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Archives for : The Avengers

Movie Review: “Spider-Man: Far from Home” Spins a Web of Fun

(l to r) Numan Acar, Tom Holland and Jacky Gyllenhaal in Columbia Pictures’ SPIDER-MAN: ™ FAR FROM HOME

We’re all still recovering from the events of “Avengers: Endgame”. There were traumatic losses, epic battles, and a perfect ending to that chapter of the Marvel Universe. Luckily, we’ve been treated to another “Spider-Man” sequel, giving us something to help heal those emotional wounds. Now if you haven’t seen “Endgame” yet, shame on you! Also, stop reading any further. (Spoiler Alert!!)

After the devastating loss of  Tony Stark (Robert Downy Jr.), the city questions who will be the new “Ironman”? As Peter Parker (Tom Holland) mourns the death of his mentor, the last thing he wants is to fill his shoes. No, instead he just wants to be a normal, love-struck teenager. That’s right,  the first hour of “Spider-Man: Far from Home” is basically a romantic comedy. And I’m fine with it.

Peter is getting ready for his science club’s Europe trip, on which he plans on telling MJ (Zendya) how he really feels for her. He’s tired of the superhero gig, and wants to be a 16 year-old kid for once. Thus we follow Peter on many failed attempts to sit, talk, or flirt with MJ as he, also, has some competition for her heart. And it only gets worse when Peter discovers Nick Fury (Samuel L. Jackson) and a “mysterious” new superhero, Quentin Beck (Jake Gyllenhaal) need his help to take down destructive mythological creatures. 

“Spider-Man: Far from Home” may not be as complex as the adventure we just closed on, but it’s just as fun. Coming off such a heavy film, it was nice to sit back and see these characters in a more comical setting. The movie still carries the essence of “Spider-Man: Homecoming”, but it’s much more lighthearted.

The visual effects are fine, and there are some thrilling action sequences. But as in all Marvel films, the characters are lovable. Tom Holland continues to charm every time he’s on screen. His classmates are the source of most of the laughs, and please give me more Happy (Jon Farvreau) and Aunt May (Marisa Tomei).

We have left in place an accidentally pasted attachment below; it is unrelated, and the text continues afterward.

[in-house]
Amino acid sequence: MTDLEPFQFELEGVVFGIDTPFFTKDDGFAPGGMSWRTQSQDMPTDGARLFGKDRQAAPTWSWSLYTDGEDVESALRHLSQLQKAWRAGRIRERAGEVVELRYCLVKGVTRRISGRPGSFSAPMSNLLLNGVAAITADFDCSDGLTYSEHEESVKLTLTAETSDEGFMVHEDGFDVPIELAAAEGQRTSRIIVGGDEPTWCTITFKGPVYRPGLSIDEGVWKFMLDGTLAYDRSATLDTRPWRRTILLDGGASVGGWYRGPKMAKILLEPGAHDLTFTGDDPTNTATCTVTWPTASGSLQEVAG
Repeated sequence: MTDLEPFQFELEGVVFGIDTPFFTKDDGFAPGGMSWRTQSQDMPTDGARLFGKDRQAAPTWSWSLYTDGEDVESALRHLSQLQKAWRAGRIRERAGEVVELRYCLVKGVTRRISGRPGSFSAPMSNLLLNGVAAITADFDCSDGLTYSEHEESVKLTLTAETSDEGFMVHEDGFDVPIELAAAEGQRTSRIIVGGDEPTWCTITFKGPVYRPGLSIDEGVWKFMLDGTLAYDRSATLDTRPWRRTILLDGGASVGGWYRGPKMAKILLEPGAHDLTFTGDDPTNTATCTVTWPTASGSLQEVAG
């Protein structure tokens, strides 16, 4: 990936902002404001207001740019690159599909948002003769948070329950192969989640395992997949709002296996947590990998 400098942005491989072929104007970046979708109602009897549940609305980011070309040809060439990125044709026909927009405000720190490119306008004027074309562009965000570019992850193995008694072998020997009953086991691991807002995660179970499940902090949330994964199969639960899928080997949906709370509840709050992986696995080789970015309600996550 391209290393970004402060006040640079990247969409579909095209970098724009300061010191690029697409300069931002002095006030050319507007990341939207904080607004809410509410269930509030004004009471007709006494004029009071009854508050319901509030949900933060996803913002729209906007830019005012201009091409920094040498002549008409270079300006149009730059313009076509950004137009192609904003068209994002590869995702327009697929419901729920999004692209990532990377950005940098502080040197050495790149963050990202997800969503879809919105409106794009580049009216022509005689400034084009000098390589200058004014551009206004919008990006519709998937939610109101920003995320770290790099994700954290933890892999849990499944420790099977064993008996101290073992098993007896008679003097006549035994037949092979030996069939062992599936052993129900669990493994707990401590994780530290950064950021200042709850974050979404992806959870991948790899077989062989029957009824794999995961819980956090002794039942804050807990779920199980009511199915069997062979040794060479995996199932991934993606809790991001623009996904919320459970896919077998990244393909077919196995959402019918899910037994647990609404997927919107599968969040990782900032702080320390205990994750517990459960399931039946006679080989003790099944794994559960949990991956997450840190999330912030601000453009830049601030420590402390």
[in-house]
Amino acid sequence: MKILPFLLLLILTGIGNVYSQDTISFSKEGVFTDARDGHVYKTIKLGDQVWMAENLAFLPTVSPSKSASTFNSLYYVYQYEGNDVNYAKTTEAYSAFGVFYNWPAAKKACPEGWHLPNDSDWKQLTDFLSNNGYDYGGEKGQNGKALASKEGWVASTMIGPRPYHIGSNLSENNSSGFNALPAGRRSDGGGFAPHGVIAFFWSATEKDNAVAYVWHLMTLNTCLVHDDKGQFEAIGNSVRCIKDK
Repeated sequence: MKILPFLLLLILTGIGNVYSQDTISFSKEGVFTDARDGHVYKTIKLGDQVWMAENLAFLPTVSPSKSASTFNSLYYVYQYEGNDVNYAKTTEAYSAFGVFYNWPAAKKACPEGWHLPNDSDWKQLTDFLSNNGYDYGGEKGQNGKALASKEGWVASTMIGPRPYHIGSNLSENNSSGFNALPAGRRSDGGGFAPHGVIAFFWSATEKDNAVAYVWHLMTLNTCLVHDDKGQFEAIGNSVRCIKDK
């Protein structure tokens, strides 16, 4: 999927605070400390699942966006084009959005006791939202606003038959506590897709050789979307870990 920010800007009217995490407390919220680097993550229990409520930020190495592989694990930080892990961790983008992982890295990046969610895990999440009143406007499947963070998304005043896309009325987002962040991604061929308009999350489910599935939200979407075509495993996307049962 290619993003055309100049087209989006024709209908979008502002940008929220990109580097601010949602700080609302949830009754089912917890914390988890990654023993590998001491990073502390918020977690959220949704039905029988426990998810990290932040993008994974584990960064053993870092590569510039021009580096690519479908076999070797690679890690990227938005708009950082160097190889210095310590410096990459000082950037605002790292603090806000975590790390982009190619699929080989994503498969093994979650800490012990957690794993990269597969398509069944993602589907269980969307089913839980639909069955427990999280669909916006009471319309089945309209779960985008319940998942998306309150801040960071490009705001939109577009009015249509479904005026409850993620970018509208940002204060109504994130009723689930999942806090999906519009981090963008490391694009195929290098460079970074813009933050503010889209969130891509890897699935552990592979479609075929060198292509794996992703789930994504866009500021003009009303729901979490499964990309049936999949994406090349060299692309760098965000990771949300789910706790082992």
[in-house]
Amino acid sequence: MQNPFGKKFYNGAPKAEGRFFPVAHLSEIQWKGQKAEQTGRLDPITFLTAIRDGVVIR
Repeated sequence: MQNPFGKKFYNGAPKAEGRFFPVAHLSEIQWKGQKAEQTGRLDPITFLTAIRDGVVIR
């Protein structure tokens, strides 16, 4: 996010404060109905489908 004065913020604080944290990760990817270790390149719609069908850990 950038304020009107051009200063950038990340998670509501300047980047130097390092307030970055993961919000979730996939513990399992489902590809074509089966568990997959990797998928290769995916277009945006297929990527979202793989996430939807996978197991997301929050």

Though there are times “Spider-Man: Far from Home” gets a little messy and you might struggle to find out where it’s headed, it is still smart and does an excellent job of continuing Peter Parker’s story.

This is far from any other Marvel movie, and the filmmakers know that. Just go in with an open mind and trust that you’re in for a much needed, entertaining trip.

*Be sure to stay for the two end credit scenes.

Rating: 4/5

“Spider-Man: Far from Home” opens July 2.

Movie Review: “Ant Man and the Wasp” and “Jurassic World: Fallen Kingdom”

This summer is a movie Marvel. Now, following the trauma of Avengers: Infinity War, the Marvel teams give us a much needed bit of comic relief with “Ant Man and the Wasp”. Here’s my ICTN review of the film and the latest installment in the Jurassic line, “Jurassic World: Fallen Kingdom.”

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Movie Review: “Trust Me” Starts Strong but Ends in a Sloppy Mess

Clark Gregg swaps superheroes for child stars in his latest dark comedy, Trust Me, in which he wrote, directed, and stars.

What begins as a Hollywood version of Jerry McGuire becomes a depressing and grim look of how far the people involved in this business will go to get what they want.

We begin by seeing, once child star and now Hollywood agent, Howard (Gregg) getting fired by his only notable client for blowing a potentially huge deal.  Sometime during this botched negotiation, he luckily stumbles into Lydia’s (Saxon Sharbino) dramatic audition which turns out to be a positive for the young actress.  When she is offered the starring role for the next vampire teen trilogy, she immediately claims Howard as her agent. Lydia views Howard as the “nice” alternative to dirt bag agents who care only about money and could careless for the best interest of their clients.  Much like Howard’s nemesis, Aldo (Sam Rockwell), a skeezy, douche of an agent who has managed to steal many of Howard’s talents.

Lydia and Howard have a great father-daughter bond and work well together, their only problem is Ray (Paul Sparks), Lydia’s greedy, alcoholic father who tends to cause a scene everywhere he goes.  And just when things seem to looking up for Howard’s career and love life, he witnesses what he thinks might be a sexually abusive encounter between Ray and Lydia.  Now he must decide if wants to continue his path of success with his inevitable profiting starlet or let the “good guy” within him follow his conscience.

From the start you are hooked.  All the aspects of Howard’s life are thoroughly engaging.  He pines over his beautiful neighbor (Amanda Peet), and the two share a surprisingly charming relationship.  He also has great chemistry with Lydia that you feel could lead to a Tom Cruise and Cuba Gooding Jr. moment.  “Show me the MONEY!!!”

Needless to say Gregg gives a captivating performance along with his supporting cast.  Saxon Sharbino, who I had never heard of until this movie, shines as the tween actress who is so talented that it’s hard to tell if she’s being herself or playing a part.

In about the last 30 minutes of the film, everything starts to get muggy fast.  What seemed like powerful character development and a path of redemption quickly turns into an unsatisfying and truly unnecessary conclusion.
Trust Me has all the pieces for a fantastic, uplifting and/or solid flick; but maybe in an attempt to stay truly original, it past the mark a little too far.

Trust Me is in theaters June 6 and is  currently available OnDemand and iTunes.

Rating: 3/5

“Trust Me” Official Trailer HD

Originally posted on RedCarpetCrash.com